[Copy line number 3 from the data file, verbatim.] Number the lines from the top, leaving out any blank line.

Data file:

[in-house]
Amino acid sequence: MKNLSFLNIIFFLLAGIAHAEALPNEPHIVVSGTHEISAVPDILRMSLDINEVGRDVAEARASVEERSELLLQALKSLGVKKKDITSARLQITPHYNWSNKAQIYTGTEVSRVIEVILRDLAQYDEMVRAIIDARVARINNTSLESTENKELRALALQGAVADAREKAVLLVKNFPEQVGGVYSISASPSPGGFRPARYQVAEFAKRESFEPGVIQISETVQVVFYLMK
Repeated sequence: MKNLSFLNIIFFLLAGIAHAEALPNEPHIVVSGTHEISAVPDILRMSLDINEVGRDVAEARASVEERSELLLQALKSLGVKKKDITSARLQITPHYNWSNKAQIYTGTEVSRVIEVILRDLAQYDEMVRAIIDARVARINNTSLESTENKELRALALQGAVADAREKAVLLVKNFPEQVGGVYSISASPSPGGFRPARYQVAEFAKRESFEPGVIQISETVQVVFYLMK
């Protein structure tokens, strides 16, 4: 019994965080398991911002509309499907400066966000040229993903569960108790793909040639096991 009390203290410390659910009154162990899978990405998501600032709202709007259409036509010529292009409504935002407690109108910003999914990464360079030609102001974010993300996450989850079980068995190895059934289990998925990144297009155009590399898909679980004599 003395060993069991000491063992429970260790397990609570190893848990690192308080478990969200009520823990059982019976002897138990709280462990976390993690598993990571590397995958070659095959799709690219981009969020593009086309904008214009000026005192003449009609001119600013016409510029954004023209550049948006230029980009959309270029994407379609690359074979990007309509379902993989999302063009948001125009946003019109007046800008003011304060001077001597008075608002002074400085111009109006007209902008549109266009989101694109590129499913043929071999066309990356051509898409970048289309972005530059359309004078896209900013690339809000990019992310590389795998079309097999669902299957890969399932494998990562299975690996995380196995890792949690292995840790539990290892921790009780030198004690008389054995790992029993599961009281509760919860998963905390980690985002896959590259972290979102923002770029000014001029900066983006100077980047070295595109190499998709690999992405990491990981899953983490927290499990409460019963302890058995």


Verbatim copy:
Repeated sequence: MKNLSFLNIIFFLLAGIAHAEALPNEPHIVVSGTHEISAVPDILRMSLDINEVGRDVAEARASVEERSELLLQALKSLGVKKKDITSARLQITPHYNWSNKAQIYTGTEVSRVIEVILRDLAQYDEMVRAIIDARVARINNTSLESTENKELRALALQGAVADAREKAVLLVKNFPEQVGGVYSISASPSPGGFRPARYQVAEFAKRESFEPGVIQISETVQVVFYLMK